The table below describes suggestions of how to reframe an assessment to focus on process and how these types of assessments can encourage academic integrity.

Assessment Process-oriented Assessment Advantage in promoting academic integrity
Essays, experimental design, programming, research papers, review articles, reports, creative projects including visual art, and creative writing Require an explanation or a justification of how something was designed/developed/written/argued. Focusses on the learning process and deeper learning while testing the students’ understanding of their own work.
Essays, research papers, review articles, reports Ask students to provide a plan and/or preliminary information on the construction of the assessment. Or, ask students to provide partially completed work or working drafts. Prevents students from copying, and ensures students are working through the steps required to complete the product. Gives opportunity to monitor progress and give feedback.
Word problems in math, physics, engineering, computer science Give the student the correct or incorrect solution, and ask for an explanation of the process to get to the answer and why it is correct or incorrect. Asks the student to demonstrate that they know how to get to the answer.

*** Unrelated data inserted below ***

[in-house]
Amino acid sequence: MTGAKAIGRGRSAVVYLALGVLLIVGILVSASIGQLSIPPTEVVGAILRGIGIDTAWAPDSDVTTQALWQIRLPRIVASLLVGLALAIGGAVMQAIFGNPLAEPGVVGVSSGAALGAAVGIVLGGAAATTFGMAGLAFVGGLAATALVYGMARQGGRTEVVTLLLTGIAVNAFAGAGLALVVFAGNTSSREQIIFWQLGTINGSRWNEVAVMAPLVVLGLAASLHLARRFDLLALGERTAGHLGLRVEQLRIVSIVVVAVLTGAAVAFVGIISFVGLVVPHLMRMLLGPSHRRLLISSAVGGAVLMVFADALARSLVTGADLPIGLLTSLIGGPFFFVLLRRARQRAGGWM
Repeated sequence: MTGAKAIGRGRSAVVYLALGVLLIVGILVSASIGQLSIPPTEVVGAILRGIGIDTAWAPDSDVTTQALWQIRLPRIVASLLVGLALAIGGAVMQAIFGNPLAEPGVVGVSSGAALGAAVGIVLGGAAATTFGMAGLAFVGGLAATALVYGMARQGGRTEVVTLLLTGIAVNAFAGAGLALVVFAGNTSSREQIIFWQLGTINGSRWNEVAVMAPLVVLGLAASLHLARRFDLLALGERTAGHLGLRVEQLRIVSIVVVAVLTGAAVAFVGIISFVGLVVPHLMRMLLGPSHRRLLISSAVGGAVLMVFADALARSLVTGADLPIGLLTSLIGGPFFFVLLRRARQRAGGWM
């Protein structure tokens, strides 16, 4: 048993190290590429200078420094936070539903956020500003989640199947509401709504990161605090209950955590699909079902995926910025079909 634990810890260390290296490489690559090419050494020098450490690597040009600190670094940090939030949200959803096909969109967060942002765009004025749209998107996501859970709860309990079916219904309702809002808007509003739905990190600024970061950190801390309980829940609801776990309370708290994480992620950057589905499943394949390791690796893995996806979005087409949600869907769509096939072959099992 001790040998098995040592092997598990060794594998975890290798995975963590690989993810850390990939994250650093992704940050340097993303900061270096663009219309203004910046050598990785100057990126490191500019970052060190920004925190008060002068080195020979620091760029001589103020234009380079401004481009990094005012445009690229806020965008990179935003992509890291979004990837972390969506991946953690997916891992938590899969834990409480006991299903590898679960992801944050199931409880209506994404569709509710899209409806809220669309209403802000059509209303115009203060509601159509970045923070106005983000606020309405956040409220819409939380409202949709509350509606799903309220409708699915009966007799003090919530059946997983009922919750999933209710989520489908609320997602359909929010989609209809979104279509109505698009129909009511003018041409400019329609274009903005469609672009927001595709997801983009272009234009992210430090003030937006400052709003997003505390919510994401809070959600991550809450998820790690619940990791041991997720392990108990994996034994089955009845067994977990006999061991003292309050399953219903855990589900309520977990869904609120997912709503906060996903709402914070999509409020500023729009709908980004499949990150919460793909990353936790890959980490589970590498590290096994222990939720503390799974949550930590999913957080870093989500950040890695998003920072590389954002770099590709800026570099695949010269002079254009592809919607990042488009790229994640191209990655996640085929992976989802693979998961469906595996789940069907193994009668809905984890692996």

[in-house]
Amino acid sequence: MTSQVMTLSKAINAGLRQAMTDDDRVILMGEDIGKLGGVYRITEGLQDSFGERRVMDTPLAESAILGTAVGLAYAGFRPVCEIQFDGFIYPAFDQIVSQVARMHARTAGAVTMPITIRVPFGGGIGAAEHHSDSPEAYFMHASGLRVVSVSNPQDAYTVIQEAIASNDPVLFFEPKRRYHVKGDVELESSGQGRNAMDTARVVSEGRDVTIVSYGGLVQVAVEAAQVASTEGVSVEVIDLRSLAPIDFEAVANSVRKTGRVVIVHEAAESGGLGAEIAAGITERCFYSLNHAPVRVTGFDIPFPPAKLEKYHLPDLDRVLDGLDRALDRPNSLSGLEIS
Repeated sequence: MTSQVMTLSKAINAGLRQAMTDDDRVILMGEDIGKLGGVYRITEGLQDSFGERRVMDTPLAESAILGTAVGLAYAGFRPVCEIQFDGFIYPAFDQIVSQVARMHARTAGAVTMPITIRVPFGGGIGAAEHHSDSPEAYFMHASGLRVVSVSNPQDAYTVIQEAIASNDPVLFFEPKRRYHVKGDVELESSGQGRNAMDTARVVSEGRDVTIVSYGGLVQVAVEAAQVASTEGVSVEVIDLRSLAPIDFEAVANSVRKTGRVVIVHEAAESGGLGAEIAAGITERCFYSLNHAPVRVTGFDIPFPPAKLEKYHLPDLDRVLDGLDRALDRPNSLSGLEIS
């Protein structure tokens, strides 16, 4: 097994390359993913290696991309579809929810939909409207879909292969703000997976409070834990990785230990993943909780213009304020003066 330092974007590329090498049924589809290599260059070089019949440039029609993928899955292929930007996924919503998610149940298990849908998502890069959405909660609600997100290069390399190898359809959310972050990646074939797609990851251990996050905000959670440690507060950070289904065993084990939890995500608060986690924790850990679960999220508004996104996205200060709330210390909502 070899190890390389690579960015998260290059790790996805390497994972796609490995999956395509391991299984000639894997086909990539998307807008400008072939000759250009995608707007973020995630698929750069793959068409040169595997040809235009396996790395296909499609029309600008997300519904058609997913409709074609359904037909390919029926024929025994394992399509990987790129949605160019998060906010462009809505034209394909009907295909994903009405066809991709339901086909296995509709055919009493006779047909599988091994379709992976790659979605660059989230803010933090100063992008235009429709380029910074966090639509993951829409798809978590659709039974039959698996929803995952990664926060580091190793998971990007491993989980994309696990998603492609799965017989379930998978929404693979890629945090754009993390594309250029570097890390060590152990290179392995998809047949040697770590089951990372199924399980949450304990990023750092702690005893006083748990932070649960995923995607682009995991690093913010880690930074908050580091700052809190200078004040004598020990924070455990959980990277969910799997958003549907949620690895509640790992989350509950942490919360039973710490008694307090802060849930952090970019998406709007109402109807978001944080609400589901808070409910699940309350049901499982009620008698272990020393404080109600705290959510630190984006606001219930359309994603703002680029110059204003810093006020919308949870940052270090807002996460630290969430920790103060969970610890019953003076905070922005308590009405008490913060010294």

Below are some examples of questions that may be used to evaluate process and product in STEM disciplines. (Examples reprinted with permission from Assessment Practices in Undergraduate Math © Mathematical Association of America, 1999. All rights reserved.):
Explain, describe, compare, contrast, or define concepts 

Helps students learn how to use language precisely.

Examples:

  • Define “function.” Give an example of a relationship that is a function and one that is not and explain the difference. From the following list, characterize the relationships as functions or non-functions.
  • Explain, without using interval notation, what (–¥, 7] means. What is the smallest number in the interval? The largest?